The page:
Daniels announces job creation by nine companies
Nine companies have announced thousands of new jobs to be created in Indiana in the coming years.
Governor Mitch Daniels announced the jobs plan Tuesday, saying the companies expect to create nearly 2,600 jobs over the next few years, generating $148 million for the state.
"We've added jobs at nearly twice the national average for the past three years, but we have seen a significant surge of new interest in the past several months. The best holiday gifts the state could receive are these jobs, but today's bundle is not the last for this year. Stand by for more," Daniels said.
The companies announcing new job plans Tuesday included Angie's List (Indianapolis), Atwood Mobile Products (Elkhart), BidPal, Inc. (Indianapolis), Brunswick Fort Wayne Operations, ExactTarget (Indianapolis), Inventure Foods (Bluffton) and Moorehead Communications.
Also, Mitsubishi Engine North America will begin manufacturing turbochargers for automobiles in a new plant in Franklin. Phoenix-based Cafe Valley, Inc., a producer of baked goods, plans to build a new facility on the site of the former Thompson Consumer Electronic site in Marion. That facility will open in 2014 with approximately 100 employees and create up to 400 new jobs by the end of 2018.
The state has offered the companies conditional, performance-based tax credits and training grants. The companies will not be able to claim the incentives until Hoosiers are hired to the positions.
Jobs don't always pan out
The job commitments are good news for Indiana, that's potentially 2,500 jobs that could have gone somewhere else. But despite the best of intentions, the jobs don't always come.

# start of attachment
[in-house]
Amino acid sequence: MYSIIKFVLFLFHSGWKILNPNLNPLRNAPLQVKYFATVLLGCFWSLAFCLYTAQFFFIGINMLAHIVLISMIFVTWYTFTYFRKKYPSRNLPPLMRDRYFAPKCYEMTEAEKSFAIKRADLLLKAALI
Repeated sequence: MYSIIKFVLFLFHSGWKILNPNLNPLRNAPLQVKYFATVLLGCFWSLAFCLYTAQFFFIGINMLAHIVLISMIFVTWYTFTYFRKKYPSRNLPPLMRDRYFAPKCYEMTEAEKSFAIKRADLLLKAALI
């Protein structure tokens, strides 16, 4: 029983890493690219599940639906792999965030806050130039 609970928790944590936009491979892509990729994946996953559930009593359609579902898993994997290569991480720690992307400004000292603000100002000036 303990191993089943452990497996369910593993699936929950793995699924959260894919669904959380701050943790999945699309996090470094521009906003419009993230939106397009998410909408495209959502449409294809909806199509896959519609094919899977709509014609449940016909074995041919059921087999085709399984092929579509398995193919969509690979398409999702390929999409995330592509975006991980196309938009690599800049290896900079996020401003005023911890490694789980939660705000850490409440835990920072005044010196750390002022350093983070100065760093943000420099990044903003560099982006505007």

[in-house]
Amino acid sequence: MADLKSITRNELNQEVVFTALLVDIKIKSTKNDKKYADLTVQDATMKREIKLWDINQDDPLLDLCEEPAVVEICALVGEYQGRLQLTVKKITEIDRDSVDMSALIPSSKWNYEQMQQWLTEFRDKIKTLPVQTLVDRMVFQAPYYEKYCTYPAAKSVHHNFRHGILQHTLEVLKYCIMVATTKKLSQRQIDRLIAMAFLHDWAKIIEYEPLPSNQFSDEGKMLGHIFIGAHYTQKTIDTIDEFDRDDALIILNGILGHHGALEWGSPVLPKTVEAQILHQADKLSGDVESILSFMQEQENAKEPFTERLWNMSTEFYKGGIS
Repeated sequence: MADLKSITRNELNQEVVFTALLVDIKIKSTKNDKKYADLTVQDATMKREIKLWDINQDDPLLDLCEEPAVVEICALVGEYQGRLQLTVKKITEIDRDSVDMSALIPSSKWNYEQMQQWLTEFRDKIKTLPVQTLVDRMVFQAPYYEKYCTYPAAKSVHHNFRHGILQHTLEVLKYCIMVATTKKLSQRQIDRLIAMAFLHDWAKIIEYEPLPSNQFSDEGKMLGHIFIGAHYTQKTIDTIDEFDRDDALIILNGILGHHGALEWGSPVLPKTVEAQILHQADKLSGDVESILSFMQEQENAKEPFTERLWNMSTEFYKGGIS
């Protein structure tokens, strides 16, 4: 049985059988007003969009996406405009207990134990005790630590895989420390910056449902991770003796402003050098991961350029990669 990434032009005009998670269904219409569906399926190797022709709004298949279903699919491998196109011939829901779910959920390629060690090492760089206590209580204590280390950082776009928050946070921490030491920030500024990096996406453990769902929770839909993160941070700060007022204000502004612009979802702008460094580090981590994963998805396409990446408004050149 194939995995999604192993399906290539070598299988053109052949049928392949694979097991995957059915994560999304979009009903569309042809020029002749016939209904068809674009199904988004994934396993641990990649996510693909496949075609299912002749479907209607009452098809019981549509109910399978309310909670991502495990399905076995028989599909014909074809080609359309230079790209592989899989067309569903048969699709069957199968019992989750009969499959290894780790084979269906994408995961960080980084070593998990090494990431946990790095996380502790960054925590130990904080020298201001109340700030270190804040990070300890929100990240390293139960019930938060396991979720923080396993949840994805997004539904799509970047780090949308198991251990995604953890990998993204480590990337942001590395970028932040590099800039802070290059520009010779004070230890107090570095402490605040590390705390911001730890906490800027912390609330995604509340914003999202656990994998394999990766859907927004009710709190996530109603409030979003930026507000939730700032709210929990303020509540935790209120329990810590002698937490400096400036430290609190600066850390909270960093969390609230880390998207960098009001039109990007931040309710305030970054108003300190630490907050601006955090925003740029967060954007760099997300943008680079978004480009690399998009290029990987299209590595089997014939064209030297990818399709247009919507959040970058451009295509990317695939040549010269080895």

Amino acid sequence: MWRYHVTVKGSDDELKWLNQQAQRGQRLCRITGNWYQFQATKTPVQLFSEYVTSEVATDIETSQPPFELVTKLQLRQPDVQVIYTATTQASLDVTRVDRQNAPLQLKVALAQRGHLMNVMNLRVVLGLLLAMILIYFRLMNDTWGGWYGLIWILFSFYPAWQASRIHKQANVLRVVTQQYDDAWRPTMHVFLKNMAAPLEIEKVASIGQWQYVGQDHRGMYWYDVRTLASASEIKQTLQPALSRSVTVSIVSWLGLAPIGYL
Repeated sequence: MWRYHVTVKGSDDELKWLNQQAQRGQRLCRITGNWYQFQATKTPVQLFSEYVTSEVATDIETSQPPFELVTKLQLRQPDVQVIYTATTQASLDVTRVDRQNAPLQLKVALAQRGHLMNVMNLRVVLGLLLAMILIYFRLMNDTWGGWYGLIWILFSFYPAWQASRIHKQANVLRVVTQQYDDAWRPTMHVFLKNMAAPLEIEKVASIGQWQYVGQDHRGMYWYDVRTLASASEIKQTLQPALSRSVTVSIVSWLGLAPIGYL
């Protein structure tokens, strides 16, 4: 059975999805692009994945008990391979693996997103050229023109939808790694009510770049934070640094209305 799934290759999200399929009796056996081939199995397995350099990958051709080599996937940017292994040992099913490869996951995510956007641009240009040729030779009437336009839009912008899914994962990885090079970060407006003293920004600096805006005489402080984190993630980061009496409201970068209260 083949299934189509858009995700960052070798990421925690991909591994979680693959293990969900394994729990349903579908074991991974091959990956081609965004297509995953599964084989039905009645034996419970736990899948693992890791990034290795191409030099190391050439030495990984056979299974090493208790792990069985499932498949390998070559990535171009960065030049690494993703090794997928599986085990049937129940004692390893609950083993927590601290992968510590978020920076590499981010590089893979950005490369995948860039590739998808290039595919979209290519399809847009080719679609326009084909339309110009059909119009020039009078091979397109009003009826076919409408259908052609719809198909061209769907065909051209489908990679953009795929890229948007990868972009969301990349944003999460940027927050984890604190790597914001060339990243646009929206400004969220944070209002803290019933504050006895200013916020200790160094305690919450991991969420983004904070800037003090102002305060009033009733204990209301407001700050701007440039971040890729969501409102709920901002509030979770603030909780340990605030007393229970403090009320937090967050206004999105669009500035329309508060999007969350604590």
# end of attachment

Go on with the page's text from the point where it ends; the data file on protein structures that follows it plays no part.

13 Investigates discovered big announcements about jobs made by the state didn't work out. Our Eyewitness News investigation found as many as 40 percent of jobs announced by state leaders do not become reality.
State officials are very optimistic about the nine projects announced Tuesday, but they admit when companies announce job projections, those numbers are rarely right on target.
"One thing I can assure you is, their projections are wrong. They'll either be high or they'll be low when all said is done and, you know, that's business. Business is unpredictable and sometimes they'll be on the high side in terms of the hires they have and sometimes they'll be on the low side," said .
The jobs announced Tuesday do come with a price tag. The state will pay out more than $31 million to the companies if they create all the jobs they're expecting. State leaders say if companies fall short, they won't get most of that money.
So far this year, Indiana has taken back more than $5 million from companies that got state incentives, but did not create the jobs they promised.